Q. Why are prices changing so much these days?
A. If there is more supply than demand, prices go down - and vice versa if there’s more demand than supply.
Kimchi-makers can’t get enough cabbage, which may be affecting what’s on your dinner table.
If you’ve gone grocery shopping with your mother recently, you might have heard her grumble in the aisles about how expensive vegetables and fruits have become.
And because of the hike in prices, she might not be buying fresh goods like cabbage or spinach that she used to buy without hesitation.
If you’re a teen starting to wonder how outside forces affect your own household, you may be wondering what actually affects cost of living. One day a sack of potatoes might cost 3,000 won ($2.65) per kilogram, and the next day the price goes either up or down.
If the price of a certain good goes up, the value of money falls because it means you have to pay more for it - and vice versa should the price go down.
The simplest way to understand the principle of the changing prices is to understand the concept of supply and demand.
If there is more supply than demand, the price naturally goes down, while if there is more demand than supply, the price goes up because there is not enough quantity to meet what’s needed in the market.
The recent hike in the price of fresh produce can be understood in such a context.
Recall this summer when the weather was extremely sultry. The average temperature went up to more than 30 degrees Celsius (86 degrees Fahrenheit). We also experienced heavy rainfall and typhoons Dianmu and Kompasu, which devastated not only households but also the farms that cultivate fresh produce and fruit.
Because of the abnormal weather, 15 percent of Korea’s farmlands that cultivate cabbage, the vegetable that’s gotten the most pricey, were destroyed, according to industry sources. Supply also decreased immensely in Gangwon Province, where a large amount of vegetables are grown.
Normally from August to October, the supply of cabbage is about 252,000 tons. But this year, due to abnormal weather and excessive rain, supply was only 151,000 tons, which is 40 percent less than the overall demand.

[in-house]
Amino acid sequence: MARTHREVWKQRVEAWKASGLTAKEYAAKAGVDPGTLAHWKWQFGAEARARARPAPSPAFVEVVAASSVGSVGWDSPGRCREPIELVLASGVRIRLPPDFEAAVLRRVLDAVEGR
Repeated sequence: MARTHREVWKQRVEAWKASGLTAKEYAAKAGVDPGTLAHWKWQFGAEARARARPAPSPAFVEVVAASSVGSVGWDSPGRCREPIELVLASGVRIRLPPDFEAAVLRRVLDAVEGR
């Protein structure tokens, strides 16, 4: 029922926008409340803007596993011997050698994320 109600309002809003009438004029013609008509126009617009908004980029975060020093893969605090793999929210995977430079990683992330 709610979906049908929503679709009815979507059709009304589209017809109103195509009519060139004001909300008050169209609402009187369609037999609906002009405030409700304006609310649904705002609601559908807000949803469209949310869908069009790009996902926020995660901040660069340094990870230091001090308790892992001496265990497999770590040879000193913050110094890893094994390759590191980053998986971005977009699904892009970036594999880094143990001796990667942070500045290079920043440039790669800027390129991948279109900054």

The vicious cycle of lack of supply is likely to continue as the demand for cabbage keeps growing in the remaining months of this year because this is when Korean families make kimchi for the winter.
The supply of cabbage is normally 1.4 million tons beginning in late October, but this year, supply will be decreased to 1.2 million tons.
The price of cabbage hit an all-time high of 13,800 won per kilogram (2.2 pounds). And spring onions also jumped to 6,000 won per kilogram this week, which is 50 percent more than it was just before the Chuseok holiday, when it was at 4,000 won.
“The price of spinach and lettuce might gradually stabilize as time goes by, but in the case of cabbage, prices will continue to rise,” said an official at the Ministry for Food, Agriculture, Forestry and Fisheries.
Increasing prices of farm goods is affecting the entire retail industry as well as you and your family.
Large discount stores that sell packaged kimchi are having a difficult time getting enough stock and kimchi-makers can’t get enough cabbage from farms. And at the end of the day, this affects your dinner table.
An increasing number of Korean families are avoiding expensive fresh produce and instead are purchasing more dried goods.
Restaurants are also refusing to serve a second helping of kimchi to their customers, which is a rarity in Korea, where the side dishes are never left empty.
To keep track of prices, the Bank of Korea regularly announces various price indexes that measure the average price level of goods purchased by households.
Early this month, when the Bank of Korea announced the producer price index, the price of vegetables rose 45.4 percent on-year in August and the price of fruit rose 35.4 percent over the same period.
The increase in vegetable prices was the highest since October 2007. Vegetables that are vulnerable to weather changes - like radishes, garlic, pumpkins and lettuce - rose the most.
On Thursday, the central bank predicted Korea’s consumer prices will increase more than 3 percent in the fourth quarter.
What is the government doing to stabilize the price fluctuations? After all, price hikes can lead to inflation, which steadily decreases the value of money.
So far, the government hasn’t been involved in creating policies to stabilize prices for agricultural goods like vegetables and fruit. Rice prices have been its main concern.
Nonetheless, when the price of fresh produce rose in the past, the government imported produce from China to stop the price from rising further.
But industry experts say there is a limit to that action because vegetables spoil quickly and demand is rapidly growing in China. So there might not be enough supply for Korea. After the recent price hikes, the government said it will increase supply in the country by importing 100 tons of cheaper-than-domestic Chinese cabbage and radish. The wholesale price of Korean cabbage is 3,000 won per kilogram while Chinese cabbage is 400 won per kilogram.
The government also said it will reduce tariffs for Chinese imported goods. Currently, the tax imposed on imported radishes is 30 percent and is 27 percent for cabbage.
But the government plans on gradually bringing this down to zero by the end of the year.
Private firms are also busy trying to come up with emergency measures to maintain supply. Lotte Mart, a large discount store, said it will import 50,000 cabbages from China next month.
By Lee Eun-joo [firstname.lastname@example.org]